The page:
Swine Flu May Be Human Error, Scientist Says –WHO wants to know whether evidence that the virus may have been developed in a laboratory can be corroborated 12 May 2009 The World Health Organization is investigating an Australian researcher’s claim that the swine flu virus circling the globe may have been created as a result of human error. Adrian Gibbs, who collaborated on research that led to the development of Roche Holding AG’s Tamiflu drug, said in an interview today that he intends to publish a report suggesting the new strain may have ‘accidentally’ evolved in eggs scientists use to grow viruses and drugmakers use to make vaccines. Lab Escape: Gibbs said his analysis supports research by scientists including Richard Webby, a virologist at St. Jude Children’s Research Hospital in Memphis… His research found the rate of genetic mutation in the new virus outpaced that of the most closely related viruses found in pigs, suggesting it evolved outside of swine, Gibbs said. [See: US involved in bird flu conspiracy: Indonesia 20 Feb 2008 (Transcript from AM, Australia’s ABC.) Peter Cave: Indonesia’s Health Minister has suggested that the United States may be involved in a conspiracy to use the bird flu virus to develop biological weapons; US, Japanese Researchers Mix Samples of 1918 Flu Pandemic to Recreate Deadly Code 30 Dec 2008; Donald Rumsfeld makes $5m killing on bird flu drug 12 Mar 2006.]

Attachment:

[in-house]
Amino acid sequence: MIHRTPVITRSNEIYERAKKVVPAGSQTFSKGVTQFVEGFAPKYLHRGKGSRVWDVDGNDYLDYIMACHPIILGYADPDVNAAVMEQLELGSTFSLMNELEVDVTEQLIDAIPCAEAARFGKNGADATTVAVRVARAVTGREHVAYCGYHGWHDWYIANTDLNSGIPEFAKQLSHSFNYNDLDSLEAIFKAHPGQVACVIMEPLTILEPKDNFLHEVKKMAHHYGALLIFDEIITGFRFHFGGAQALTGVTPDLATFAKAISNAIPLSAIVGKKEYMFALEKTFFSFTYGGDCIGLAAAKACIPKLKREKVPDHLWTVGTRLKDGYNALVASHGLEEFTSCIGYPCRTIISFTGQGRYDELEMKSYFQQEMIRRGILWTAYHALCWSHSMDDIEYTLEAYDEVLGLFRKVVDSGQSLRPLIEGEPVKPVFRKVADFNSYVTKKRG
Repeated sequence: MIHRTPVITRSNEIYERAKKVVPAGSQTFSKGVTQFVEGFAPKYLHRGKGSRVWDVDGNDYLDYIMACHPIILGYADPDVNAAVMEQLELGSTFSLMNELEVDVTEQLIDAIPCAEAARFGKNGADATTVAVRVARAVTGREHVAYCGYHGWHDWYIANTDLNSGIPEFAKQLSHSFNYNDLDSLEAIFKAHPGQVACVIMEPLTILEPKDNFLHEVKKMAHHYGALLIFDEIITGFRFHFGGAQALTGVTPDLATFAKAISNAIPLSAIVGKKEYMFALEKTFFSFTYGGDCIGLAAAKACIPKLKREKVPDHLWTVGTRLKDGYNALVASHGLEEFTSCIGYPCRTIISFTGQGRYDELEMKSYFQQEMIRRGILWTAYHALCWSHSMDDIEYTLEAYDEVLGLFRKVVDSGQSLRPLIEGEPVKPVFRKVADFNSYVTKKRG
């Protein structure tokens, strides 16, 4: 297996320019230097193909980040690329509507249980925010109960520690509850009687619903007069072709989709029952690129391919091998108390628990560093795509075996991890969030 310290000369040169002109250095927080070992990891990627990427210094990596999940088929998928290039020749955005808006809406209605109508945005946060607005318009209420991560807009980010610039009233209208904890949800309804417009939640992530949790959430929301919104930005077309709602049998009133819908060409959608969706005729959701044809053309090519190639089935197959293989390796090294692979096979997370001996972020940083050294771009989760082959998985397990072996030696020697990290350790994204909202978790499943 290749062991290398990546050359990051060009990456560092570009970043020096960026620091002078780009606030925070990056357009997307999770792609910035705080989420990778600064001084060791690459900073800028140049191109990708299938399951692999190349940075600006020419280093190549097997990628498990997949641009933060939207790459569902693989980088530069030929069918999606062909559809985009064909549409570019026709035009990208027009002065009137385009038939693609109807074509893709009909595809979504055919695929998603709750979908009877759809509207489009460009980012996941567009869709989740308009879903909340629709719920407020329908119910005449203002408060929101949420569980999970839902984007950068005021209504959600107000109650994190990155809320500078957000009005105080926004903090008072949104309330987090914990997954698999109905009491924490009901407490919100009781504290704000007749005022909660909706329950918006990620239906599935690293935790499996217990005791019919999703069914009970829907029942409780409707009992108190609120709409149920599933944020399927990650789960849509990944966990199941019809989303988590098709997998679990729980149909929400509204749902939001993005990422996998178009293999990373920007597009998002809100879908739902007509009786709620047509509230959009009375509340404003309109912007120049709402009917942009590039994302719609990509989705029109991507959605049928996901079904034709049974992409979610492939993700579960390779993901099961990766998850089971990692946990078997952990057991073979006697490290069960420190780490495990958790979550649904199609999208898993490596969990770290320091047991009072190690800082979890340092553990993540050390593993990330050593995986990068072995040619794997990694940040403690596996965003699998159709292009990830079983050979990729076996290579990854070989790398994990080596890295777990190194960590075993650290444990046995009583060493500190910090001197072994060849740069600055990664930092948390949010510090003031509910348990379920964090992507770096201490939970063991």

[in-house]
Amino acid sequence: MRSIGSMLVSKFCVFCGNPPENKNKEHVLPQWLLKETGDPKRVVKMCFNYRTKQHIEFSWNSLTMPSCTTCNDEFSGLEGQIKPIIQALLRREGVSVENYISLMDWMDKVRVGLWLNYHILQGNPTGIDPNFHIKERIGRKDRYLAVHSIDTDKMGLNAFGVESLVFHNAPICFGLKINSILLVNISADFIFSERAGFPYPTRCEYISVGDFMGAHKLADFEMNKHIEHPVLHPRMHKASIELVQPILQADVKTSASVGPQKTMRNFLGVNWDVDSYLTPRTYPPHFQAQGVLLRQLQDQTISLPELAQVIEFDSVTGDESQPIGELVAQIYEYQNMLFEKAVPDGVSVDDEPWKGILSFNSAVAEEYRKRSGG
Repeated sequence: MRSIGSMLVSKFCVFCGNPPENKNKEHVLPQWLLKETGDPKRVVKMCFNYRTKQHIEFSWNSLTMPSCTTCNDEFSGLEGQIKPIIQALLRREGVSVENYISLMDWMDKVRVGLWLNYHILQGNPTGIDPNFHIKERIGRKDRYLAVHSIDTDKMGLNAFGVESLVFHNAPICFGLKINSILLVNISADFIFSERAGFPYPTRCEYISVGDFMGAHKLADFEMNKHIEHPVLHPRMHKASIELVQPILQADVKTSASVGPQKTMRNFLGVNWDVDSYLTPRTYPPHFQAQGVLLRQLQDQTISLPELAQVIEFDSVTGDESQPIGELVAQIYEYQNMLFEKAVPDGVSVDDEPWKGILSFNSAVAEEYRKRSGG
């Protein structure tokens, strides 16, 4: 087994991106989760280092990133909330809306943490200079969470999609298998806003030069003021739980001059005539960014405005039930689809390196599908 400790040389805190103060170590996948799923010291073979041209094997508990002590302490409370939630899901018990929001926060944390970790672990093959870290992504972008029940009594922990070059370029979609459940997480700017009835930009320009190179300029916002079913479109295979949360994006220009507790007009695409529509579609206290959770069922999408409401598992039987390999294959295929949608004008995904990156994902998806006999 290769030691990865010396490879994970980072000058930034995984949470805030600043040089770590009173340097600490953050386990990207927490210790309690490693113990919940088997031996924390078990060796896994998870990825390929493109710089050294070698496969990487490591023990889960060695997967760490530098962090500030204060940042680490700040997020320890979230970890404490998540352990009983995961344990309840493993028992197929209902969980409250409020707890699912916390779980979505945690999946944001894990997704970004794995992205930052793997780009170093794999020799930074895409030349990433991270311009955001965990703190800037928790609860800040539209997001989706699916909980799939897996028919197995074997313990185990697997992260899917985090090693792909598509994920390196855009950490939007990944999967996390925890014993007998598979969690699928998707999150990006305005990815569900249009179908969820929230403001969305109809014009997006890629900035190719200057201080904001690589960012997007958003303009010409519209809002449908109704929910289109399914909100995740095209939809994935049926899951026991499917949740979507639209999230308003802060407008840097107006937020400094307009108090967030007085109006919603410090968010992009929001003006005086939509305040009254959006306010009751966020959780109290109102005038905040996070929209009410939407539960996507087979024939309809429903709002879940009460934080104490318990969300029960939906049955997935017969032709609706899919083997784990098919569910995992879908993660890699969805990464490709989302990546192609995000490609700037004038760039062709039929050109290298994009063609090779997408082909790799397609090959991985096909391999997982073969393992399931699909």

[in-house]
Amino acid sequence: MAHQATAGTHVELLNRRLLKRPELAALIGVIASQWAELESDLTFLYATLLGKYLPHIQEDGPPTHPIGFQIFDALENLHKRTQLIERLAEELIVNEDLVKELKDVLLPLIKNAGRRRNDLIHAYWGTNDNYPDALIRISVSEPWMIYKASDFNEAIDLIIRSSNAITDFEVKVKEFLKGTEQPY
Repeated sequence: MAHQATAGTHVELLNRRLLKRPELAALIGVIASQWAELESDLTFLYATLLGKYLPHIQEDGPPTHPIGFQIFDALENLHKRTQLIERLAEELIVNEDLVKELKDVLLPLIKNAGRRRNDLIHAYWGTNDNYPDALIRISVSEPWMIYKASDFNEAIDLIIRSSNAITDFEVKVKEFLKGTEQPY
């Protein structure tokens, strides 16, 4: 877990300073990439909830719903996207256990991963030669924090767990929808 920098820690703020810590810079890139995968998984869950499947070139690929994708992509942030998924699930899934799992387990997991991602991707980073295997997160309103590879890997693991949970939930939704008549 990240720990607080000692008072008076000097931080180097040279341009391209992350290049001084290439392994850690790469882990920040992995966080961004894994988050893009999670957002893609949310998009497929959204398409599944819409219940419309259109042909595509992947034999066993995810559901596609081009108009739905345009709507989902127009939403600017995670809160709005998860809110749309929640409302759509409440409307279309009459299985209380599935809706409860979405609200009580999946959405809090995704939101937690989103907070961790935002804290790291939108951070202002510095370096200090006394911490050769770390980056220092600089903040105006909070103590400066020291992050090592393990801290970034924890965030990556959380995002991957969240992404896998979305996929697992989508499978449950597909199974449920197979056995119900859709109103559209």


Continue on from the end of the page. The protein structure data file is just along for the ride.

WHO: Swine flu virus may face deadly mutation 12 May 2009 The conformation of new swine flu cases in different countries has caused WHO officials to announce the virus has the potential to cause a global pandemic. In a Tuesday statement, the WHO stressed that the new virus ‘appears to be more contagious than seasonal influenza…’ The report added that the new H1N1 flu virus has the potential to unpredictably mutate into a more virulent form, resulting in a pandemic that may circle the globe in at least two or even three waves.
Worldwide swine flu cases pass 5,000 13 May 2009 The global number of swine flu cases on Tuesday passed 5,000, according to the World Health Organisation, as the virus spread to three more countries in Europe, Asia and Latin America.
Most H1N1 patients do not need drugs to recover: WHO 12 May 2009 Most H1N1 flu patients do not require antiviral therapy to recover, but it remains important to develop a pandemic vaccine [!?!] as there is a risk of future drug resistance, a World Health Organization expert said on Tuesday.